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Consumer groups file FTC complaint  about ‘inappropriate’ kids apps

Consumer advocates have filed a complaint against Google for what it deems to be violations of the Children’s Online Privacy Protection Act (COPPA) and its own Google Play store terms and conditions.

According to NBC News (thanks, GI.biz), a group of 22 consumer advocates – led by the Institute for Public Representation at Georgetown University Law School – filed the 102-page complaint on Wednesday, requesting the US Federal Trade Commission (FTC) investigate whether the company misled parents by promoting what it deems as inappropriate children’s apps that may violate COPPA, particularly those that require location services to be activated, or those that allow targeted ads.

It also asks the FTC to consider what kind of games qualify as suitable for children, and cites some in-game mechanics – such as Dentist Game for Kids‘ objective which asks the player to give the virtual patient a shot in the back of the throat, or Doctor X & the Urban Heroes‘ objective to cut clothing off an injured patient – as being unsuitable. It also suggests games with "excessive" microtransactions are troublesome, too.

"The business model for the Play Store’s Family section benefits advertisers, developers and Google at the expense of children and parents," said executive director of the Campaign for a Commercial-Free Childhood, Josh Golin. "Google puts its seal of approval on apps that break the law, manipulate kids into watching ads and making purchases."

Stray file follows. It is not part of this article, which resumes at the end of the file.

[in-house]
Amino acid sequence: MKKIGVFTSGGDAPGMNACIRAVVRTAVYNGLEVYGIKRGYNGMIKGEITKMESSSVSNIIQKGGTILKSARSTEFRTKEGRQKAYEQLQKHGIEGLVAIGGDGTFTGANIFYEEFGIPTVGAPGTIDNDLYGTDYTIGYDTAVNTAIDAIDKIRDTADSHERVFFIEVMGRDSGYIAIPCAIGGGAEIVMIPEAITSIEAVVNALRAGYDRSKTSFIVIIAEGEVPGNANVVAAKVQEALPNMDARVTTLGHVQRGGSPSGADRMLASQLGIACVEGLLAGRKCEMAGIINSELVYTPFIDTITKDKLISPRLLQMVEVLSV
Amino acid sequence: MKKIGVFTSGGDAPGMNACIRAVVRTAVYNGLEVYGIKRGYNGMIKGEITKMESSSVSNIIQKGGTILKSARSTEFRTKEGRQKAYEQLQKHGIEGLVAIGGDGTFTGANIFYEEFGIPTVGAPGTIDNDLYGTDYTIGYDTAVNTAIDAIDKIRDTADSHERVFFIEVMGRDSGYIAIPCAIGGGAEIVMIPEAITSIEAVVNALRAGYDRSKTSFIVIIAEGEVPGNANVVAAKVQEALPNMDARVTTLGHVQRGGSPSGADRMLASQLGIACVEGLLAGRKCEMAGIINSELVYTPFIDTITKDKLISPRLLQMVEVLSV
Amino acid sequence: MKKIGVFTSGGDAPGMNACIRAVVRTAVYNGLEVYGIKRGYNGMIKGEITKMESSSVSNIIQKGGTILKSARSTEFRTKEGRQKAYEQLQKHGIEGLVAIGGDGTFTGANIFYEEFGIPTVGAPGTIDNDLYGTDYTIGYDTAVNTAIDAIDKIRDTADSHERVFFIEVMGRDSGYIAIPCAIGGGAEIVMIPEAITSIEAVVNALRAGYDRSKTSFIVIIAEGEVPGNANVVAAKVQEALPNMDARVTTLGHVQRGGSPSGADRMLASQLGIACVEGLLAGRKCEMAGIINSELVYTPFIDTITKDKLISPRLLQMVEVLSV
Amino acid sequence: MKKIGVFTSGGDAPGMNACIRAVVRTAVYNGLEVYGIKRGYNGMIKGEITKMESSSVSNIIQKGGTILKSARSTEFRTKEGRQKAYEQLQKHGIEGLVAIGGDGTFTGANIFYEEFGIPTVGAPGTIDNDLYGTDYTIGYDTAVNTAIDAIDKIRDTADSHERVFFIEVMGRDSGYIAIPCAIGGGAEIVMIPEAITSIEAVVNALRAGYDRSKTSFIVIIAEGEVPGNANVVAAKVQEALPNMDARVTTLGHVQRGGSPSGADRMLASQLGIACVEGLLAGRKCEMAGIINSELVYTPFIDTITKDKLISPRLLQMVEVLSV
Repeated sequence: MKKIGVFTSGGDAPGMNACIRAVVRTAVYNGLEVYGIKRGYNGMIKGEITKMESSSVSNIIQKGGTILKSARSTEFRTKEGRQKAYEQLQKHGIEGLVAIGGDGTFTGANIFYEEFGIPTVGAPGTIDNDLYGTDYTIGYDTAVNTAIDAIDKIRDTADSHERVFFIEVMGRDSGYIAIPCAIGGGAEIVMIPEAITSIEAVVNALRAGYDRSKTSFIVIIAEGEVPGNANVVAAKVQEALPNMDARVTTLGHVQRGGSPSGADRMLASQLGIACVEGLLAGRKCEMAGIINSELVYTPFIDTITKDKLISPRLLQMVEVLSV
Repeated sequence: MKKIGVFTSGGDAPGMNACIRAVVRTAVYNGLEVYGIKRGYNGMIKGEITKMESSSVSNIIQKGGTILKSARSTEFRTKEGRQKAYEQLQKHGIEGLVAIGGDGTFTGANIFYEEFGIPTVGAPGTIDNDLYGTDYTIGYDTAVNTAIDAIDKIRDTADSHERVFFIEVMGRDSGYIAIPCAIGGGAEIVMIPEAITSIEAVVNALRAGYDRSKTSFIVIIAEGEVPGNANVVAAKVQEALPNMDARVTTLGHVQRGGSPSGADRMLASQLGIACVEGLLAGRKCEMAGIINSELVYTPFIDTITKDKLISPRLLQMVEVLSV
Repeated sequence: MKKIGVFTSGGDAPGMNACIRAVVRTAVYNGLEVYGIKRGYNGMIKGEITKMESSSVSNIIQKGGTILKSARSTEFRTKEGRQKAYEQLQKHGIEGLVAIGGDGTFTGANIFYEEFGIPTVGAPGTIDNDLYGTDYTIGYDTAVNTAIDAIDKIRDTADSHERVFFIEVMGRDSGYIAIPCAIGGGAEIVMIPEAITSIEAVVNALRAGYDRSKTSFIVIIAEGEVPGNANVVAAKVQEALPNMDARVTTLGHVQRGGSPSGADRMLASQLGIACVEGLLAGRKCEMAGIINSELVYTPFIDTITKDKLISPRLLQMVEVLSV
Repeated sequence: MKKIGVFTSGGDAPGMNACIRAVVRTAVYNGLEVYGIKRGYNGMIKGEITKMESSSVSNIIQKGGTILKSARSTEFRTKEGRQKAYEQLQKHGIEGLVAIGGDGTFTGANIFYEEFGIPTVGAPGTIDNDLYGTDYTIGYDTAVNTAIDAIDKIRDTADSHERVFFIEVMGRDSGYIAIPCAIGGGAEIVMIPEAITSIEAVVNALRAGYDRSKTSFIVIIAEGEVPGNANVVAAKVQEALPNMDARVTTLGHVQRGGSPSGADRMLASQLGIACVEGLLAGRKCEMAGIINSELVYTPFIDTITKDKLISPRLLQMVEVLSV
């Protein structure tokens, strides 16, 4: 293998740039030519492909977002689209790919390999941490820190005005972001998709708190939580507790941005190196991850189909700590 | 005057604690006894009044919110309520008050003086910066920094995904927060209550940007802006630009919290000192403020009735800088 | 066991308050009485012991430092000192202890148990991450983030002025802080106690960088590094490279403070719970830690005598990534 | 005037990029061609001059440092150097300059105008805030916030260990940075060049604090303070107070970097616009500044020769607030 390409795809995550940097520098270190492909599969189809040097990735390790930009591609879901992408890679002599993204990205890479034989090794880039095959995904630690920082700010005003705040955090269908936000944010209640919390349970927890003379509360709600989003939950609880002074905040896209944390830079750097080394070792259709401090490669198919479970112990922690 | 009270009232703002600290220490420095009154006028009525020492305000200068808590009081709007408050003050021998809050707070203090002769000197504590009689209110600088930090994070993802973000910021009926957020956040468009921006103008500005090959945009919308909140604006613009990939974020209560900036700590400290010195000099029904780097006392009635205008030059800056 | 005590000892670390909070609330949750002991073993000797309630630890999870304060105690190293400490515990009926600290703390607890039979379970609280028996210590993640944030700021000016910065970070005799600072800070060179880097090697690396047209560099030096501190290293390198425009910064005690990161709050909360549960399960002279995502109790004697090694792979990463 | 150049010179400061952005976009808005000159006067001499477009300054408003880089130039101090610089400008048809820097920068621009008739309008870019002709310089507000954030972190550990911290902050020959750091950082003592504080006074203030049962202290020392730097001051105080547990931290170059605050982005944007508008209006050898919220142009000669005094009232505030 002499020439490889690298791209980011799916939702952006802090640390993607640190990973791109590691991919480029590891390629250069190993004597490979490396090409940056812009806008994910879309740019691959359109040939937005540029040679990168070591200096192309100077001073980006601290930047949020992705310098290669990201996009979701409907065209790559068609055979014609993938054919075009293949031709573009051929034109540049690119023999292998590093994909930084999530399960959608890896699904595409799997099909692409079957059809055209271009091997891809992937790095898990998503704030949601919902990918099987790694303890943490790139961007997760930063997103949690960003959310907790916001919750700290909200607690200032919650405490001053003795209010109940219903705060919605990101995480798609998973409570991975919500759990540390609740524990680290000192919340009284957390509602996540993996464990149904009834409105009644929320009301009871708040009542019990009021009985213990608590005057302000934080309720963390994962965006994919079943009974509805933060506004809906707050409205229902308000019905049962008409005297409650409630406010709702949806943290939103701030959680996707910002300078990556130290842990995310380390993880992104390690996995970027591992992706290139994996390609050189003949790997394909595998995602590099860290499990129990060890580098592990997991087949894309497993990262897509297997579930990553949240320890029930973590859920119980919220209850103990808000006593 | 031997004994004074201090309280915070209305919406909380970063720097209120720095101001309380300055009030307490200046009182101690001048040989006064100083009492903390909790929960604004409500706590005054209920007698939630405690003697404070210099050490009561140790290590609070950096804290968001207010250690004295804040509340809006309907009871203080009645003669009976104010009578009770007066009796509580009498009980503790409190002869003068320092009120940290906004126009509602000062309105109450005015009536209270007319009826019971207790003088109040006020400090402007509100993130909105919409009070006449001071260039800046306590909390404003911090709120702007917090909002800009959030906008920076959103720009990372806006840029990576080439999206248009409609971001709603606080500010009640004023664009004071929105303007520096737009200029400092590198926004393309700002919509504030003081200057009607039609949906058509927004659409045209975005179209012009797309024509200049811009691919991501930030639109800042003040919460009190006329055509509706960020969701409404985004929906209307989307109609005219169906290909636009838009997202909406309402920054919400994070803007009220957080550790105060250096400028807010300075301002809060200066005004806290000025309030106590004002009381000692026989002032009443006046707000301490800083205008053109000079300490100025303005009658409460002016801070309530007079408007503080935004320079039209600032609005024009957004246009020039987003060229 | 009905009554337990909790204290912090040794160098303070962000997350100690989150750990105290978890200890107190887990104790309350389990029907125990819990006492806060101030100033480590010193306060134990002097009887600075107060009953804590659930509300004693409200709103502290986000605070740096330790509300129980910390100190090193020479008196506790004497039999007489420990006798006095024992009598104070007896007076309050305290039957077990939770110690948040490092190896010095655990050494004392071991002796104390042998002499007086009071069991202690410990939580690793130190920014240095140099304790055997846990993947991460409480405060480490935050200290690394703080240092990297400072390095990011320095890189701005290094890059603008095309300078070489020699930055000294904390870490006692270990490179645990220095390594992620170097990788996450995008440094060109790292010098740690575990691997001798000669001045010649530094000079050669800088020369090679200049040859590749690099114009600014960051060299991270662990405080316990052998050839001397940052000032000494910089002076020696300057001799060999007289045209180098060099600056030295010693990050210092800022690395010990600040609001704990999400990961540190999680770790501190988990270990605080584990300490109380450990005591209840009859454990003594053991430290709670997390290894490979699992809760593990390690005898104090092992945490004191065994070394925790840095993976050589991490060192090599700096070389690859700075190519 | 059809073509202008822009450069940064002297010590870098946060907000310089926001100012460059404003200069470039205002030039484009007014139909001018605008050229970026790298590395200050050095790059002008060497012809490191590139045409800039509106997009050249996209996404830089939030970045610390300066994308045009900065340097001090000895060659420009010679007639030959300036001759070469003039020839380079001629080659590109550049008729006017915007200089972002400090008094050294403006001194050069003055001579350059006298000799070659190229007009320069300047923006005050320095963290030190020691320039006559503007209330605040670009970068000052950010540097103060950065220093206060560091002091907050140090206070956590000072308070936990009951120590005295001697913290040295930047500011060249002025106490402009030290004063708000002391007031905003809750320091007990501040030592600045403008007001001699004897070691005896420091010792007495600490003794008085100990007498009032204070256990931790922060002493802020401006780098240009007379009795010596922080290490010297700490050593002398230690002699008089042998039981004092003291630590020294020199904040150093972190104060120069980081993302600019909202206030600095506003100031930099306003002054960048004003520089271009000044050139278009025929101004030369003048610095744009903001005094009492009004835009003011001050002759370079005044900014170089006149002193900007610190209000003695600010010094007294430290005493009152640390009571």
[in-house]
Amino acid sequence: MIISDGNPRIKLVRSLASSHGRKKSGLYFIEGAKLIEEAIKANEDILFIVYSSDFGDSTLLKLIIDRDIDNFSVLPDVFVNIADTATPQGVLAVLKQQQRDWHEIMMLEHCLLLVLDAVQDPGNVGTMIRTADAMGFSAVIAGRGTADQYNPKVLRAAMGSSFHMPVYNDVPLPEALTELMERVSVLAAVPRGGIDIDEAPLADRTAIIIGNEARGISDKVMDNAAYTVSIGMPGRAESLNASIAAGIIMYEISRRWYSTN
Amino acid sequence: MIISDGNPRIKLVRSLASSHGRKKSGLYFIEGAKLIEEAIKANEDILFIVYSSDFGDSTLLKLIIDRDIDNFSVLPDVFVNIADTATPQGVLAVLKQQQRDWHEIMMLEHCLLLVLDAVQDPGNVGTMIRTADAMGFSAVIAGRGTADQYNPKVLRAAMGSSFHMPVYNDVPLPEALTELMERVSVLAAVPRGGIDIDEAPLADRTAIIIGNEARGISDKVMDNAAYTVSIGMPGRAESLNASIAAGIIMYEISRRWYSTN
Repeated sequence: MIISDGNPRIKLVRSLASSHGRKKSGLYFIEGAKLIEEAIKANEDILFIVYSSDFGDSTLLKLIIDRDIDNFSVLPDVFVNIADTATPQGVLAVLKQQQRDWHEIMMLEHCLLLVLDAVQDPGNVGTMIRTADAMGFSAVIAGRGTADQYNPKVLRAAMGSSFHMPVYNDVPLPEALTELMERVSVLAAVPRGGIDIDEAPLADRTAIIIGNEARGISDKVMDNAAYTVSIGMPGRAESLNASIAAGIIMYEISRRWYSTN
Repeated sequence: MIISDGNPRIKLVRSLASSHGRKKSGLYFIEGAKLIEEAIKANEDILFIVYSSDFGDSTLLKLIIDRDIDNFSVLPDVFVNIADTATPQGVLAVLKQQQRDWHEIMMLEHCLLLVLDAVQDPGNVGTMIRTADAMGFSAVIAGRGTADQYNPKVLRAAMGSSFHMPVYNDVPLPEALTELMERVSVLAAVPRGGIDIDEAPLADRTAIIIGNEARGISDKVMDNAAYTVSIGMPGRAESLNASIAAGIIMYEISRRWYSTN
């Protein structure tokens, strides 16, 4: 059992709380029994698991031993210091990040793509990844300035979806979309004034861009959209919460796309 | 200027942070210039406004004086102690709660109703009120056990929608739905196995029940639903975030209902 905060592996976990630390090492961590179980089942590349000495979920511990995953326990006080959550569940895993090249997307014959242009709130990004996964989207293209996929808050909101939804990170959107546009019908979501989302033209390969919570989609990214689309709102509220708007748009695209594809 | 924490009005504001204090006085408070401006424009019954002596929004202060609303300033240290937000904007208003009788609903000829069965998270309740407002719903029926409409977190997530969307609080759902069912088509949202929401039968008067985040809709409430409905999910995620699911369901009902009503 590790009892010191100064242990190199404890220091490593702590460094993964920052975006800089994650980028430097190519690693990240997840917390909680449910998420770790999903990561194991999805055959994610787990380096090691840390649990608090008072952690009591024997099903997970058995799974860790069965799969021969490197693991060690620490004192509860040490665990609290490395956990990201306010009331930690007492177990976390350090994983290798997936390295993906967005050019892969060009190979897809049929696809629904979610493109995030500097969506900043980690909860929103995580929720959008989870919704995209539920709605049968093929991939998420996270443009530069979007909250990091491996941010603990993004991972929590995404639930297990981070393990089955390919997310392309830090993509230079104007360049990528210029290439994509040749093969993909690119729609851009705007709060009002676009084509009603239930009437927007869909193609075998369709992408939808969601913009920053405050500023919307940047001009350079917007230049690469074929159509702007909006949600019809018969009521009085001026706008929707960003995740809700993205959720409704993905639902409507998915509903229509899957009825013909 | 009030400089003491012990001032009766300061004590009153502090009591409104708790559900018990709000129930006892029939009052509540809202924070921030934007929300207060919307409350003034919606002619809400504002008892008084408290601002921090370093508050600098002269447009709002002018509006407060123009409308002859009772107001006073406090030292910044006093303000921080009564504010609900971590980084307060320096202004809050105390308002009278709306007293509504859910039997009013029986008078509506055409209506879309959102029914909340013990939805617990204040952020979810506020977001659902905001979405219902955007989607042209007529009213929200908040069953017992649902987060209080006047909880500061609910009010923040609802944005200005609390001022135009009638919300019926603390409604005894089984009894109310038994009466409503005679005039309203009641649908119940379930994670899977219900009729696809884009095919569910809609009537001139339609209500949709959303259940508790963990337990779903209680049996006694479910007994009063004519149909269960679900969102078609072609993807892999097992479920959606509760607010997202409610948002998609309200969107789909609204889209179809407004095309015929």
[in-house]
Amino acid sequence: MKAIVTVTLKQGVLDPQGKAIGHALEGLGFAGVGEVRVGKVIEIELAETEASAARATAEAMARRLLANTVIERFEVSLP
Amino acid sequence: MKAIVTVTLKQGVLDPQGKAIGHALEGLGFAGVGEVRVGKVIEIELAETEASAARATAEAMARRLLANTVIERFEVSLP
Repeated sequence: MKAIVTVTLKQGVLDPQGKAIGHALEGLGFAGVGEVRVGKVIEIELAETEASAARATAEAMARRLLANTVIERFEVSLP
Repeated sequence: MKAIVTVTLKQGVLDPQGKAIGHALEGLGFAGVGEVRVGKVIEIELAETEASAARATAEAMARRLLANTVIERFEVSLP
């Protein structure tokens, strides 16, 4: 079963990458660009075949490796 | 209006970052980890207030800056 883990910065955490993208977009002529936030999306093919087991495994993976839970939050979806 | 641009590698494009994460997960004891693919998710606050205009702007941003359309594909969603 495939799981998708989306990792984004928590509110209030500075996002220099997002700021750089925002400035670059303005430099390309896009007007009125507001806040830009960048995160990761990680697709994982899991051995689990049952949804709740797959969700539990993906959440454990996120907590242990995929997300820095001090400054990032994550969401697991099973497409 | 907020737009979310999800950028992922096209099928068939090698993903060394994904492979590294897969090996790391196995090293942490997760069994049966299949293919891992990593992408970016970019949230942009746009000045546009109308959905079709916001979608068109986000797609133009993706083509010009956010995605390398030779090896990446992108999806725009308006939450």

" these issues very seriously and continues to work hard to remove any content that is inappropriately aimed at children from our platform," said a Google spokesperson in response to the complaint. "Parents want their children to be safe online and we work hard to protect them. Apps in our Designed for Families program have to comply with strict policies on content, privacy, and advertising, and we take action on any policy violations that we find."

About Vikki Blake

It took 15 years of civil service monotony for Vikki to crack and switch to writing about games. She has since become an experienced reporter and critic working with a number of specialist and mainstream outlets in both the UK and beyond.

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